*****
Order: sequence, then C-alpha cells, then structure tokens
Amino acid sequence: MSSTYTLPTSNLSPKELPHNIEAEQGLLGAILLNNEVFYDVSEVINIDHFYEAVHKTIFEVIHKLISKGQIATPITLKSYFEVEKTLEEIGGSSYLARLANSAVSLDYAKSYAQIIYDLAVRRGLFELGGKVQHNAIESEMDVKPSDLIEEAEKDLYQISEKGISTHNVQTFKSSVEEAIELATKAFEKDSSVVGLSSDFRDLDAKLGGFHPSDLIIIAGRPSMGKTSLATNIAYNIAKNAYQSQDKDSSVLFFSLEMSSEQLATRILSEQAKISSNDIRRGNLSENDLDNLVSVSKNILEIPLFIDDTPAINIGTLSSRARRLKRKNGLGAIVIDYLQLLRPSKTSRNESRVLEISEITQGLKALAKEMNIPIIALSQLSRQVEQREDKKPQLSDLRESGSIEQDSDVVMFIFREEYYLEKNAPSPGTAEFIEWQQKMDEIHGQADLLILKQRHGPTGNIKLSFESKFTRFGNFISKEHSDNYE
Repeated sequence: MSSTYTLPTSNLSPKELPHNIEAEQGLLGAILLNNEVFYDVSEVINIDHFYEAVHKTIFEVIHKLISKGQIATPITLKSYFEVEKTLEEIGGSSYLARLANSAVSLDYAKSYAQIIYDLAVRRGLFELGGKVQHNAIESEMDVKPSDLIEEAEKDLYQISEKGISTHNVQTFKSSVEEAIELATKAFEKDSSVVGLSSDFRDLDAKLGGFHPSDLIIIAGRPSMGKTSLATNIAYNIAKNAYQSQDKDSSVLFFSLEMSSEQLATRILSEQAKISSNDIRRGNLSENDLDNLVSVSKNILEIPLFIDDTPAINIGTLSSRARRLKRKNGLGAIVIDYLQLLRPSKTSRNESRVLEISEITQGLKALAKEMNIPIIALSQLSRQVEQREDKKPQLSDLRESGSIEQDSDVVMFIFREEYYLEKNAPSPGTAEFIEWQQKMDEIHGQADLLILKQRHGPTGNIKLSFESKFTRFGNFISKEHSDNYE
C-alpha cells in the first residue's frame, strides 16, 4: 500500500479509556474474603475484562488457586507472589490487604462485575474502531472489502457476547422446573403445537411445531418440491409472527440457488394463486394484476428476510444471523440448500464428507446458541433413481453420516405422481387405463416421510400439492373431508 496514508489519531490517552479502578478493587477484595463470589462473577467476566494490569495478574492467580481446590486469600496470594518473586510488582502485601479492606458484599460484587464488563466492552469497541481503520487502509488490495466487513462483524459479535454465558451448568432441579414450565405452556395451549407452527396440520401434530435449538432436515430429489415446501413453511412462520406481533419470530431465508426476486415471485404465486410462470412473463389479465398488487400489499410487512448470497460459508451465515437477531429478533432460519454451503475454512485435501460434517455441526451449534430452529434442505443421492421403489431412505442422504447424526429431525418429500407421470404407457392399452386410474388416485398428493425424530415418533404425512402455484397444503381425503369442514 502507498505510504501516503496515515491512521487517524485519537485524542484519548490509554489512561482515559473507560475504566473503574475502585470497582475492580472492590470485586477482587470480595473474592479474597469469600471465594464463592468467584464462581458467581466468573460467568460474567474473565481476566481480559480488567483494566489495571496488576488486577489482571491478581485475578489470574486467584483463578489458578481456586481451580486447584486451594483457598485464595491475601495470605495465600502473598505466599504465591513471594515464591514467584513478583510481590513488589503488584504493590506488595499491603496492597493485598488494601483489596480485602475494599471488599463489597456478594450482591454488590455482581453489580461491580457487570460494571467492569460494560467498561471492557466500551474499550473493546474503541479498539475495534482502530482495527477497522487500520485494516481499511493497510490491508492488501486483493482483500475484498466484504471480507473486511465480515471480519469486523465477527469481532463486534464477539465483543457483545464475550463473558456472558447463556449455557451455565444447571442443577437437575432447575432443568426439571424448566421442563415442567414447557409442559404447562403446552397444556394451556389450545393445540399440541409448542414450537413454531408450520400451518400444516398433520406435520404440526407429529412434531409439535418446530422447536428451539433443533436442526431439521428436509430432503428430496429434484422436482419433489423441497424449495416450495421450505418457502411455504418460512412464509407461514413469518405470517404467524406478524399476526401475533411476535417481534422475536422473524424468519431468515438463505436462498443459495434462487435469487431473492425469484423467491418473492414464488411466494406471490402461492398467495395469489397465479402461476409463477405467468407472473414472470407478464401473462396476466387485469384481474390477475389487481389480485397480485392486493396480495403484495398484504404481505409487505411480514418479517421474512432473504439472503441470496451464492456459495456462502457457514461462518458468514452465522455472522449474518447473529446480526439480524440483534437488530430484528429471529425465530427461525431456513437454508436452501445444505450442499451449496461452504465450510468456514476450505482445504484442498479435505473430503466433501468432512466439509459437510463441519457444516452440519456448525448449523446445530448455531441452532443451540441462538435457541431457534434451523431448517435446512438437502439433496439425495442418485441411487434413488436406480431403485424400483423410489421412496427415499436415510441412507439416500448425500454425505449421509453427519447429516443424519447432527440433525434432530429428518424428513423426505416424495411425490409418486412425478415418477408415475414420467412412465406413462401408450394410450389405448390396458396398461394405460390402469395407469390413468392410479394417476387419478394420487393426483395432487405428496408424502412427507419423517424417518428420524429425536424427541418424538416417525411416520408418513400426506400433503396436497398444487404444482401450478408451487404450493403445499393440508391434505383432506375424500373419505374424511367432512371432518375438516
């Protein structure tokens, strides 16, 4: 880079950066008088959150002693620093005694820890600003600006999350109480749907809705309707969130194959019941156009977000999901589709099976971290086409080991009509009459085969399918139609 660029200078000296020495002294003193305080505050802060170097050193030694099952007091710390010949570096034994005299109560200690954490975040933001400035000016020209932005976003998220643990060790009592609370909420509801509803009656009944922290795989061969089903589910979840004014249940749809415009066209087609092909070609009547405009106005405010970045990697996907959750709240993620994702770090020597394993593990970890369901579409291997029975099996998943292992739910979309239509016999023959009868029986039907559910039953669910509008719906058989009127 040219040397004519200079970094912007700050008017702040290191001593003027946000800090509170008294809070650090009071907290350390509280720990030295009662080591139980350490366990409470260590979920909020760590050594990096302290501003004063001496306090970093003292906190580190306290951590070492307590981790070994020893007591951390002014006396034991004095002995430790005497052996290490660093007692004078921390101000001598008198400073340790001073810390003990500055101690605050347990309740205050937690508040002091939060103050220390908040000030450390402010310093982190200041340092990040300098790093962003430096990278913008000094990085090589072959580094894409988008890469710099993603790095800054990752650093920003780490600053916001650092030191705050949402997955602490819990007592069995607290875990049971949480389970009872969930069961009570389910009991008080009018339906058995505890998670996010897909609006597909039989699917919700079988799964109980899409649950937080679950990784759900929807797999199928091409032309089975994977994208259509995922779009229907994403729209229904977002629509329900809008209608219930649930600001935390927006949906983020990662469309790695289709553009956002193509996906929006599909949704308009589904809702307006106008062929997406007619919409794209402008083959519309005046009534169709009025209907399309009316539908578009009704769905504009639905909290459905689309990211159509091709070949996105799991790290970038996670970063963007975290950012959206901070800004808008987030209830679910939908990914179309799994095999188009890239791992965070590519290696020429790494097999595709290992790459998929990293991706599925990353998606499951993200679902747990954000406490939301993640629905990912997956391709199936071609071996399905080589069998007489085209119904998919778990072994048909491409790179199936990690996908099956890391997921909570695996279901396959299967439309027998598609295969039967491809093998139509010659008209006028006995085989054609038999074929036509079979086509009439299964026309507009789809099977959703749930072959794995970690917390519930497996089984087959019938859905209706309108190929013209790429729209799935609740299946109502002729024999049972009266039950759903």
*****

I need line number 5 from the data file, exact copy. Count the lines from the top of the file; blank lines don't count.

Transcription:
């Protein structure tokens, strides 16, 4: 880079950066008088959150002693620093005694820890600003600006999350109480749907809705309707969130194959019941156009977000999901589709099976971290086409080991009509009459085969399918139609 660029200078000296020495002294003193305080505050802060170097050193030694099952007091710390010949570096034994005299109560200690954490975040933001400035000016020209932005976003998220643990060790009592609370909420509801509803009656009944922290795989061969089903589910979840004014249940749809415009066209087609092909070609009547405009106005405010970045990697996907959750709240993620994702770090020597394993593990970890369901579409291997029975099996998943292992739910979309239509016999023959009868029986039907559910039953669910509008719906058989009127 040219040397004519200079970094912007700050008017702040290191001593003027946000800090509170008294809070650090009071907290350390509280720990030295009662080591139980350490366990409470260590979920909020760590050594990096302290501003004063001496306090970093003292906190580190306290951590070492307590981790070994020893007591951390002014006396034991004095002995430790005497052996290490660093007692004078921390101000001598008198400073340790001073810390003990500055101690605050347990309740205050937690508040002091939060103050220390908040000030450390402010310093982190200041340092990040300098790093962003430096990278913008000094990085090589072959580094894409988008890469710099993603790095800054990752650093920003780490600053916001650092030191705050949402997955602490819990007592069995607290875990049971949480389970009872969930069961009570389910009991008080009018339906058995505890998670996010897909609006597909039989699917919700079988799964109980899409649950937080679950990784759900929807797999199928091409032309089975994977994208259509995922779009229907994403729209229904977002629509329900809008209608219930649930600001935390927006949906983020990662469309790695289709553009956002193509996906929006599909949704308009589904809702307006106008062929997406007619919409794209402008083959519309005046009534169709009025209907399309009316539908578009009704769905504009639905909290459905689309990211159509091709070949996105799991790290970038996670970063963007975290950012959206901070800004808008987030209830679910939908990914179309799994095999188009890239791992965070590519290696020429790494097999595709290992790459998929990293991706599925990353998606499951993200679902747990954000406490939301993640629905990912997956391709199936071609071996399905080589069998007489085209119904998919778990072994048909491409790179199936990690996908099956890391997921909570695996279901396959299967439309027998598609295969039967491809093998139509010659008209006028006995085989054609038999074929036509079979086509009439299964026309507009789809099977959703749930072959794995970690917390519930497996089984087959019938859905209706309108190929013209790429729209799935609740299946109502002729024999049972009266039950759903």